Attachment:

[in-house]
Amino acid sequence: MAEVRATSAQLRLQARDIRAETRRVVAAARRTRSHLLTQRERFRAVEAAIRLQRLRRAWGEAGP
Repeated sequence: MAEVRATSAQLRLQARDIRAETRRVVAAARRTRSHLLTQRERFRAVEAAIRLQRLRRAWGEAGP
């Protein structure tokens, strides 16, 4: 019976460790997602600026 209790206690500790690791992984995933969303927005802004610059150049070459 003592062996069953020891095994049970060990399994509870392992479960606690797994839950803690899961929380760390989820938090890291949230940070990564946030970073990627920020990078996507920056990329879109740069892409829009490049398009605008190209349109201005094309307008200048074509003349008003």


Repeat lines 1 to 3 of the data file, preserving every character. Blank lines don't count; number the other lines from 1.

[in-house]
Amino acid sequence: MAEVRATSAQLRLQARDIRAETRRVVAAARRTRSHLLTQRERFRAVEAAIRLQRLRRAWGEAGP
Repeated sequence: MAEVRATSAQLRLQARDIRAETRRVVAAARRTRSHLLTQRERFRAVEAAIRLQRLRRAWGEAGP